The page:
Photo by Daniel Abide.
The Tills’ new record “Canon” is thoughtfully unkempt and unpredictable at times, catchy yet familiar. Each song could easily find its way onto a mix tape (from back when such things were actually on tapes), and usually lodged inside the tape player of a Chevy Celebrity.
To start, a few things are quickly apparent about this album: The production quality is top-shelf. Not surprising since “Canon” came out of Fidelitorium, a studio widely known for quality recordings. But honestly, The Tills could’ve recorded this album in a dilapidated garage, and people would’ve still loved it.
Additionally, “Canon” is an album with plenty of character, which is interesting because on the surface, it seems that this band’s shtick is to plug in, play hard, and not get too involved with depth, complexity, or an intended message. But this doesn’t change the fact that every member of The Tills artfully integrates thoughtful affect, compositional prowess and a willingness to deviate from whatever might be considered their sound, which can be heard in “Why Don’t You Love Me.” The Tills have a capability of making the listener think that the band is sort of effortlessly dishing out such solid material.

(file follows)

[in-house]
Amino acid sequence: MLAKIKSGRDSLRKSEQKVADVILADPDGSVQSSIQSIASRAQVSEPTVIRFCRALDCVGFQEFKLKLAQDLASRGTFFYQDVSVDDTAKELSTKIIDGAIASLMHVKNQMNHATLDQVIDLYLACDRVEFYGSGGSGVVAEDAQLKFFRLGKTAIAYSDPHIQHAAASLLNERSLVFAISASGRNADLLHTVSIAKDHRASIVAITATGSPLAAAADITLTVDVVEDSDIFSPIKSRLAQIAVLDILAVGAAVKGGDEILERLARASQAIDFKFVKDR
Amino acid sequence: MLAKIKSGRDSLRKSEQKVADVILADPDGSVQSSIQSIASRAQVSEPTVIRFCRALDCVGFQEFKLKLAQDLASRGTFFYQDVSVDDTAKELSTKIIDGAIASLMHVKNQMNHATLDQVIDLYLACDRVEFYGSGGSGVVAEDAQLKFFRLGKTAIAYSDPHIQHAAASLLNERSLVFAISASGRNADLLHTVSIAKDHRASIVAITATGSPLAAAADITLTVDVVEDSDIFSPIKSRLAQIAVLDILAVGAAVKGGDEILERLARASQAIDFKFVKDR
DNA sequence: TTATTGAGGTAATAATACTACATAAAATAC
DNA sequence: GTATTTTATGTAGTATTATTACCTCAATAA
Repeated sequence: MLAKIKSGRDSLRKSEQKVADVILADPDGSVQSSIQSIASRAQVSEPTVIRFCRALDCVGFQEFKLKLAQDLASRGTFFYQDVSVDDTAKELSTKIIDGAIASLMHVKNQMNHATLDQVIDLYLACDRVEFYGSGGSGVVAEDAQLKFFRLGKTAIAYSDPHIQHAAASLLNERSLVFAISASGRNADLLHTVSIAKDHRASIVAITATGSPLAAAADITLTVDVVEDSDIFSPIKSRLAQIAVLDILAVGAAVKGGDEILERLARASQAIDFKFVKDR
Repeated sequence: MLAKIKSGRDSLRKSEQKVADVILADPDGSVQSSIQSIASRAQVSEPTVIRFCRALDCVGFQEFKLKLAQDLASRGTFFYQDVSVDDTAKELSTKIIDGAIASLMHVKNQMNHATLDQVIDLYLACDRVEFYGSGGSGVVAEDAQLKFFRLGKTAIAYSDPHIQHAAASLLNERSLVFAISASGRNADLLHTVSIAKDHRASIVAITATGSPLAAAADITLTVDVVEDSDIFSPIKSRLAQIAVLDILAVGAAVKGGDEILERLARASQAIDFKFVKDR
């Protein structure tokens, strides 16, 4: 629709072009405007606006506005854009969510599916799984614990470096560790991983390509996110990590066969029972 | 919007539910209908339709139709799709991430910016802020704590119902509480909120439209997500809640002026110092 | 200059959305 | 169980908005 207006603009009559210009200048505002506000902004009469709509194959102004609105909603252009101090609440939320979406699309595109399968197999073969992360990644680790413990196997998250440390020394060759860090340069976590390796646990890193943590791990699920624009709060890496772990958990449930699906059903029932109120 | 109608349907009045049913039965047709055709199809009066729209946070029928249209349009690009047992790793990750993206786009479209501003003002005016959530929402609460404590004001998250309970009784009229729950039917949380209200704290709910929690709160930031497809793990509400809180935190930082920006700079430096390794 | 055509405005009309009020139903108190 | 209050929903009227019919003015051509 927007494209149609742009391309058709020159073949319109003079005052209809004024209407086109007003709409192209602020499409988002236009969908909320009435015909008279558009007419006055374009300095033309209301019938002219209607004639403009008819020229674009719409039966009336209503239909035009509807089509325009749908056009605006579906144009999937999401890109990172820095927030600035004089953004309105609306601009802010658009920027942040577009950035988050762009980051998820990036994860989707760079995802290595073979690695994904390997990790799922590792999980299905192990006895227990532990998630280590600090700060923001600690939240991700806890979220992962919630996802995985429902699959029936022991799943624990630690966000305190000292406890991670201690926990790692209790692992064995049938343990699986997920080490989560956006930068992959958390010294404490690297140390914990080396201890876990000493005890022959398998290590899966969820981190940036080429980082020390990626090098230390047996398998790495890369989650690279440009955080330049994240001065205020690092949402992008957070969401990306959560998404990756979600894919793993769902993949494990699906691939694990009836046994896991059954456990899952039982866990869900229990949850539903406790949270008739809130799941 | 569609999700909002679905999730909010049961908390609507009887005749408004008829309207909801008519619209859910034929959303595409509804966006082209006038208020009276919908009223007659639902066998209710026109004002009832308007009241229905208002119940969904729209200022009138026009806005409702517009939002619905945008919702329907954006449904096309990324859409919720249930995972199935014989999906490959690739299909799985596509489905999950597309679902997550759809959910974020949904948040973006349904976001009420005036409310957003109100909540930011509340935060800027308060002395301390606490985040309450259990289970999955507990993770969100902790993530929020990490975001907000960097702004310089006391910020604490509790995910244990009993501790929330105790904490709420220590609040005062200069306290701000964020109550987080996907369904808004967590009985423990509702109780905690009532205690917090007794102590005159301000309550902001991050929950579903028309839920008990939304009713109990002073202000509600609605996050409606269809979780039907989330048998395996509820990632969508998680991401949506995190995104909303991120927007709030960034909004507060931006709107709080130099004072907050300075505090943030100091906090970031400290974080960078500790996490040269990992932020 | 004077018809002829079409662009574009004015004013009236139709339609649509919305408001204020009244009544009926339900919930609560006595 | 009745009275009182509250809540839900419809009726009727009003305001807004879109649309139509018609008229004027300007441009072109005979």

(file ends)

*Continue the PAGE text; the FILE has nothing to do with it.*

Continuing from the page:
The drums in parts of “Why Don’t You Love Me” don’t even sound like drums, but more like each member is beating one of those large sheets of metal used to improvise the sound of thunder in movies and sitcoms. The pitch-shifting guitar solo towards the end of “I Swear It” is chaotic and antithetical to perhaps the more commonplace cock-rock solo that would typically accompany the genre. The bass steals the show in the song “Rejection,” a welcomed departure from otherwise filling out the overall sonic presence of the strings. The vocal harmonies in “Cold Ones” have a refreshing yet stripped-back, live quality, while the bass shows out the most in “It’s Alright.”
The Tills aren’t just a surf/psyche rock band that unknowingly emulates bands or ideas that have come before them—they have a multitude of interesting and creative aspects that make this band something special. They’re conventional enough within their sound that ”Canon” would rope in practically anyone, but they carry enough unique flair, bravado and a clear sense of humor that it feels fresh and clever.